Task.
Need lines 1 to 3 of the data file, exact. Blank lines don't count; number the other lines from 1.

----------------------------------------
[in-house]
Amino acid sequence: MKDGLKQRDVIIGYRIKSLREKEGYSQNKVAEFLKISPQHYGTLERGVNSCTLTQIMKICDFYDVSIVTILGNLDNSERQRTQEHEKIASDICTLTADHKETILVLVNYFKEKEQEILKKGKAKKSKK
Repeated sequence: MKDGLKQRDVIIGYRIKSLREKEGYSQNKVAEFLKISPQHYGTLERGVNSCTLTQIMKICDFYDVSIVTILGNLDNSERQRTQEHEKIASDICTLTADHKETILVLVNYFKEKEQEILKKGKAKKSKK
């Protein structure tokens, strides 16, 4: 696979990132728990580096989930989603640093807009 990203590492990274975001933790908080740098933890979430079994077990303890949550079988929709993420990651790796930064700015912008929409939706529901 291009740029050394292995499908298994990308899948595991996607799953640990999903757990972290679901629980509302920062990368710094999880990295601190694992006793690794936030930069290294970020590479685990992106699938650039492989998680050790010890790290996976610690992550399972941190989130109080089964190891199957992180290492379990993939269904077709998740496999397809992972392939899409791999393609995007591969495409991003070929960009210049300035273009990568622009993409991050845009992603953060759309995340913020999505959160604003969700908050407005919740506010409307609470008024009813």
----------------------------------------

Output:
[in-house]
Amino acid sequence: MKDGLKQRDVIIGYRIKSLREKEGYSQNKVAEFLKISPQHYGTLERGVNSCTLTQIMKICDFYDVSIVTILGNLDNSERQRTQEHEKIASDICTLTADHKETILVLVNYFKEKEQEILKKGKAKKSKK
Repeated sequence: MKDGLKQRDVIIGYRIKSLREKEGYSQNKVAEFLKISPQHYGTLERGVNSCTLTQIMKICDFYDVSIVTILGNLDNSERQRTQEHEKIASDICTLTADHKETILVLVNYFKEKEQEILKKGKAKKSKK